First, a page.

Though having both hands on the wheel at all times, except when it's essential to be changing gear, is excellent practice as it maximizes control over the car, it isn't the whole story. The biggest issue is one of distraction. Adjusting the radio, having an itch, taking a drink are all distractions, and distractions kill.

    This bit I completely agree with. Distractions are the chief problem. Which is why one of the reasons I often remove a hand from the steering wheel is to hit the power button on the stereo to turn the music off when I'm coming up to a complicated bit (generally speaking, trying to find somewhere in a busy city I don't know well).

    But the thing that is missing from this discussion is a sense of perspective. I agree - eating and drinking is distracting. I also use written directions to tell me where to go when I'm driving, and those are distracting, too. (No, I don't try and read a map while I'm driving - they have too much detail and so are too complicated.) Adverts for nearby attractions at the side of the road are distracting. Unusual vehicles are distracting. Being thirsty is distracting. Needing the toilet is distracting. Being hot, or being cold, is distracting.

    The question for me is whether I can deal with the distraction without, in my estimation, increasing the risk of an accident by a measurable amount. Which means that most of the time, I will turn the music on and off freely, and adjust the heating or cooling equally freely. I will have written directions, but I will carefully plan how I'm going to flick my glance to them. It will often take several flicked glances to locate the next turning on the paper, and a couple more to actually read the information. (Although these days I have a GPS, so don't need to use written directions much. I glance at the scrolling map now, and find that the minimal distraction caused by glancing at the map is worth the increased assurance of knowing exactly where I need to turn.)

    Eating and drinking is a lot less distracting than trying to follow directions. You're right - lifting a cup of bottle to your lips for a second or two does block your view of much of the instrument panel - but how often are you actually looking at your instrument panel? I spend most of my time looking at the road. So having a drink at a carefully-planned time in a low-risk bit of road isn't blocking anything important from my sightlines. (Eating, of course, doesn't have this vision-blocking issue.)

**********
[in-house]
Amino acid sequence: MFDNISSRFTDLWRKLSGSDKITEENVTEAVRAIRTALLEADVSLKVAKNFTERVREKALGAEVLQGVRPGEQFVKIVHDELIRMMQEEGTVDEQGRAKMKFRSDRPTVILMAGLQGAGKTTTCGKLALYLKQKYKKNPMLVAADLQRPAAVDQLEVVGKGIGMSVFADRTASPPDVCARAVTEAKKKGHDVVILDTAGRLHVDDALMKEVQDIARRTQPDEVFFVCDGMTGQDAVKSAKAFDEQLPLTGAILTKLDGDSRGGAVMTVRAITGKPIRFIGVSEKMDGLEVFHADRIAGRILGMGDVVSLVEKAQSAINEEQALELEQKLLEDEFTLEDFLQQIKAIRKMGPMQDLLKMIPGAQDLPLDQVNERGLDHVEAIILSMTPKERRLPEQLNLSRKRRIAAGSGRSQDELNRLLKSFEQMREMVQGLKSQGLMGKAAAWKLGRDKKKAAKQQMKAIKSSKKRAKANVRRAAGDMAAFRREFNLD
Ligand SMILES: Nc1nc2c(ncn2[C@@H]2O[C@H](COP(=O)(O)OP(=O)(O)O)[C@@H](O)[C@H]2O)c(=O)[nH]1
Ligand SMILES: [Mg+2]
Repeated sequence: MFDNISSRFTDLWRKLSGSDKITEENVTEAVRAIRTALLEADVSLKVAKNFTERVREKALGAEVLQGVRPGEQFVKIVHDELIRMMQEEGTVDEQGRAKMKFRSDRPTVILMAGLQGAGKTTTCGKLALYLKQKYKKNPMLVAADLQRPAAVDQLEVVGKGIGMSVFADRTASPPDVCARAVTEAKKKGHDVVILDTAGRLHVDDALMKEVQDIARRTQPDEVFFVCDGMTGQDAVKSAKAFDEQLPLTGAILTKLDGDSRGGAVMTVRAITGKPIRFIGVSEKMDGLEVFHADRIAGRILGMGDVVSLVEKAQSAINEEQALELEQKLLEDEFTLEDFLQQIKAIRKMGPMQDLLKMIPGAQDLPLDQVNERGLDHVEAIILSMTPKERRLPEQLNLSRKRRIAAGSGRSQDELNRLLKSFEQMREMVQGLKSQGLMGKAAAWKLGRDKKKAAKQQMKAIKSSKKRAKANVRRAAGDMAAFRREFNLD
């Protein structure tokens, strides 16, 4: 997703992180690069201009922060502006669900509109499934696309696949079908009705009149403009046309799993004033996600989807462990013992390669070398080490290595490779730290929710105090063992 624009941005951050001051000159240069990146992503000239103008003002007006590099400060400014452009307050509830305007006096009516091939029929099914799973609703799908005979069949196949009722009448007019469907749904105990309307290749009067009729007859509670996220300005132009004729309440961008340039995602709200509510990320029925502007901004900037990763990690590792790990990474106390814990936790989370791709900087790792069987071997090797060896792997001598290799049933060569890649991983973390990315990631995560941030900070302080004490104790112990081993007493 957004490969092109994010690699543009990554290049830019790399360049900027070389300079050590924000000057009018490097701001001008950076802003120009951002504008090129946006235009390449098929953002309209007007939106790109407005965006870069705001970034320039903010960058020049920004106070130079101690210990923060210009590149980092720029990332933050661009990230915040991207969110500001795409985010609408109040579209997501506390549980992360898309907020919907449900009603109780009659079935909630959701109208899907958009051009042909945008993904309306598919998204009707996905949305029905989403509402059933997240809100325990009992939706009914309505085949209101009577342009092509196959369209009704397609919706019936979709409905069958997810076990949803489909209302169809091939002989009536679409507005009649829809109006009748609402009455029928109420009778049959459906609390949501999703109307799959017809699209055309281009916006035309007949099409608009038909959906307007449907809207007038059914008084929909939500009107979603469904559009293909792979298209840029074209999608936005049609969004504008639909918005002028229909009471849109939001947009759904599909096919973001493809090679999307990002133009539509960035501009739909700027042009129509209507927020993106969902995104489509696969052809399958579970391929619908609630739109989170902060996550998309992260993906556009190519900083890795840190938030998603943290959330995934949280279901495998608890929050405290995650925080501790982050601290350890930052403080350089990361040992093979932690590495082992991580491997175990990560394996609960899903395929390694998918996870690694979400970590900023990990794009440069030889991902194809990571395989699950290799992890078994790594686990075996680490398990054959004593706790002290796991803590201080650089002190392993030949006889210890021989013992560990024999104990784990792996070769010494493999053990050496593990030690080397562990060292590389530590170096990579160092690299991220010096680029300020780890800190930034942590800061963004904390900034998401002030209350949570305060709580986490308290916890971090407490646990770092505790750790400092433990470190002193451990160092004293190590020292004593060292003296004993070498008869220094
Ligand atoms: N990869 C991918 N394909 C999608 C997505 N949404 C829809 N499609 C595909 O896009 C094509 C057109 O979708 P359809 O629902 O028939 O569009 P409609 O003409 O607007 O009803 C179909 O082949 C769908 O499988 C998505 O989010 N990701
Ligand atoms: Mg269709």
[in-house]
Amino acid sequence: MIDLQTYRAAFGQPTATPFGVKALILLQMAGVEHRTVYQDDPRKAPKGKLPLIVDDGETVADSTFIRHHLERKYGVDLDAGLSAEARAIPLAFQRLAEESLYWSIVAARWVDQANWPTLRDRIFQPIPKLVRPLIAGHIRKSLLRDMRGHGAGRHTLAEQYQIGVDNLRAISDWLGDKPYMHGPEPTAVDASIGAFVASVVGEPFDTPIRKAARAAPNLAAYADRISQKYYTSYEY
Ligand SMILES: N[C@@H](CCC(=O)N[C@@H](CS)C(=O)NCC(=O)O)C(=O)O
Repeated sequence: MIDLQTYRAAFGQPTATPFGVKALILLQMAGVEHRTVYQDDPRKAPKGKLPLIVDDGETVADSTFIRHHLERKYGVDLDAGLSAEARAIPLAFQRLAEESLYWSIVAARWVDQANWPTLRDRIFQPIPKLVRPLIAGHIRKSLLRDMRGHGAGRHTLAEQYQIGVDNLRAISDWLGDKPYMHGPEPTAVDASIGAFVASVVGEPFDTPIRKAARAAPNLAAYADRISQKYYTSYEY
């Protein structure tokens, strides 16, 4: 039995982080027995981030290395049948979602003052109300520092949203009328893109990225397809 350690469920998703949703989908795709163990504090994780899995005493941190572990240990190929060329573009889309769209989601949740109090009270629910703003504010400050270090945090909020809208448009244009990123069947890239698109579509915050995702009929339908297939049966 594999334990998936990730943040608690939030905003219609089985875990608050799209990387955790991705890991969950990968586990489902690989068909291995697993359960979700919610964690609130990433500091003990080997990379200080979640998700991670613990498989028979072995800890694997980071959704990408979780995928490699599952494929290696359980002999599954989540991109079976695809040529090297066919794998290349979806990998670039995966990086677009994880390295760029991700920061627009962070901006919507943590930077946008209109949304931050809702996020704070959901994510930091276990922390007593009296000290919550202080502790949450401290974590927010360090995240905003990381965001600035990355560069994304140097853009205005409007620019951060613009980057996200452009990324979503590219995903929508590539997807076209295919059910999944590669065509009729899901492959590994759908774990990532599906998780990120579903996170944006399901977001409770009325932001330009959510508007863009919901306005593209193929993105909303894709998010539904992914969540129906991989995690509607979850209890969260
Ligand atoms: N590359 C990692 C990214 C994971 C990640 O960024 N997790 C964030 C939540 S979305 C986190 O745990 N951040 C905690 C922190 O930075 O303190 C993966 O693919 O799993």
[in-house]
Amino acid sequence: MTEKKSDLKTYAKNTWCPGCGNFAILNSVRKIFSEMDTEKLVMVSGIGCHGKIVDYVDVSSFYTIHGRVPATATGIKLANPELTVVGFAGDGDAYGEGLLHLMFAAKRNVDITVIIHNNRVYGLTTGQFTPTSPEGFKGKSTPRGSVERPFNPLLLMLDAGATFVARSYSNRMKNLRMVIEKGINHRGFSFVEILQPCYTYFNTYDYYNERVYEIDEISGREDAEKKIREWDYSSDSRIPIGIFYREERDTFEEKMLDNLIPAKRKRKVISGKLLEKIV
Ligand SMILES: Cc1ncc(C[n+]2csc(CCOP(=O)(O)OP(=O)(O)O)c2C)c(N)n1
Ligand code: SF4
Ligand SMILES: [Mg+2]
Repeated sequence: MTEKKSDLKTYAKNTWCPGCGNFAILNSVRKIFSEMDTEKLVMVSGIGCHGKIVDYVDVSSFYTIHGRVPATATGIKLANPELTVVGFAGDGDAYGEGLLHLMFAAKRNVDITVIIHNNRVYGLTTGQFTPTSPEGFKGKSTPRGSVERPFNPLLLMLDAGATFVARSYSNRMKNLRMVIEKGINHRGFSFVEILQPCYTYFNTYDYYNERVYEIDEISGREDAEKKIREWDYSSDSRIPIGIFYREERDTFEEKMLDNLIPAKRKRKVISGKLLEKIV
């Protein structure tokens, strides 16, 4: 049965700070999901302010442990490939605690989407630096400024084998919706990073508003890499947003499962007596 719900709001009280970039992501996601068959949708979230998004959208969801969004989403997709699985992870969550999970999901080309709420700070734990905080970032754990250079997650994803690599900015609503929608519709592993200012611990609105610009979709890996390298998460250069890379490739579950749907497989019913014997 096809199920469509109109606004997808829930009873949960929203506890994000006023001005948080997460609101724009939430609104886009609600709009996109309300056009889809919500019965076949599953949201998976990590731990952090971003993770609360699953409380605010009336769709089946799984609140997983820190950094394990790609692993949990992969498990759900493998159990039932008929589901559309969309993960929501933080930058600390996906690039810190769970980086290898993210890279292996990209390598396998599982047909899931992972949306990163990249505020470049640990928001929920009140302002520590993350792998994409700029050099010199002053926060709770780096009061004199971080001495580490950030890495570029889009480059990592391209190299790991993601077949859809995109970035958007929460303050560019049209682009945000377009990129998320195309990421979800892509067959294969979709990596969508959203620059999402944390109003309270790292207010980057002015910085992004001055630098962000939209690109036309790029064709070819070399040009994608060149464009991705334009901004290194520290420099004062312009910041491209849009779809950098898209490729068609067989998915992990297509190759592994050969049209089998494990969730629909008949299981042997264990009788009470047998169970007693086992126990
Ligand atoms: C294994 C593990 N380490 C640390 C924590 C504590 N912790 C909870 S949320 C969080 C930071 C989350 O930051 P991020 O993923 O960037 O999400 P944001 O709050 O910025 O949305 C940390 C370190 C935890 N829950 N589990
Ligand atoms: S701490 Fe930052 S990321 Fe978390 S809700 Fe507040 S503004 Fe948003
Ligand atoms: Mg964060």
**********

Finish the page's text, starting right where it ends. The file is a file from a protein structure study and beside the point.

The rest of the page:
You asked before what low-risk was. I think you know the answer to this. You know what bits of road are higher-risk: ones with lots of pedestrians, or children playing; ones with poor visibility; ones with lots of traffic congestion and erratically-moving vehicles. The low-risk bits are the other ones. Wide, straight roads without much traffic, with long sightlines. If you can see for a mile in all directions, it really does reduce the number of surprises that might happen.


  • mousethiefmousethief Shipmate
    Re. drinks blocking your view -- do they not have straws in the UK?
  • RooKRooK Admin Emeritus
    Eating or drinking while driving is stupid. Period. The obvious fact that many people are willing to take the risk to do so only points to the general state of stupidity among the driving public. The truth is that humans are consistently terrible at estimating risk or evaluating their own rationale for what they want to do.

    Quick quiz: How long are the dashed lines separating the lanes on the road (in the US/Canada)?
    Most people think they're about 2 feet long.
    They're 10 feet long (3 meters in Canada), and 30 feet apart (9 meters).
    That drastic disparity in visual comprehension isn't just an optical illusion. It's representative of the massive inability of humans to comprehend the speeds they're actually traveling at.

    The comparison to shifting gears is a category error. Shifting gears is still paying attention to the task of operating the vehicle, the timing of which is entirely coordinated with respect to the vehicle's trajectory and momentum. Eating or drinking is a fully differentiated, and the best you can do is try to minimize the distraction. Many people don't bother, and blithely cruise along with a (straw-less) cup of coffee in their hand.
  • TwilightTwilight Shipmate
    I agree with everything on Rule 148 except the smoking part. Car ash trays are usually placed so that it's not necessary to take one's eyes off the road to use them and the hand can be on the wheel while still holding it. Nicotine has been proven to increase attention and focus on tedious, repetitive tasks. I think that added bit of stimulation and alertness is more than enough trade off to the tiny bit of attention needed to flick the ash. I don't smoke but I'm glad the long haul truckers do.
  • RuthRuth Admin Emeritus
    edited May 2018
    Most cars sold in the US have automatic transmissions, so there aren't a lot of people removing their hands from the wheel to shift. Frees them up to text.
    I can appreciate the arguments about long journeys, but a) how many people using a drive-thru are actually driving more than a few miles?
    Where I live, lots. A lot of people have long commutes here in SoCal. Eating while driving is a bad idea, but people do it anyway -- as RooK says, most people don't have good risk assessment skills. They feel pressed for time, which is why they're not sitting at home and eating before they start their commutes or trips and why they're not stopping for the 20-30 minutes it takes to pull off the freeway and eat at a fast food joint. When I drove over an hour to get to work, I ate breakfast in the car regularly. It meant an extra half-hour of sleep.
    on a long journey it's strongly advised that you take a break every 2.5-3h
    I don't know anyone who does this, and it certainly wasn't part of driver's training when I was a teen. When you're driving vast distances, you stop when you have to - you need gas, you need to pee, you feel tired. When my parents lived a 4-hour drive away (5 hours on holiday weekends), I wasn't going to make the journey any longer by stopping along the way; I'd just be that much more tired for the last hour of the drive.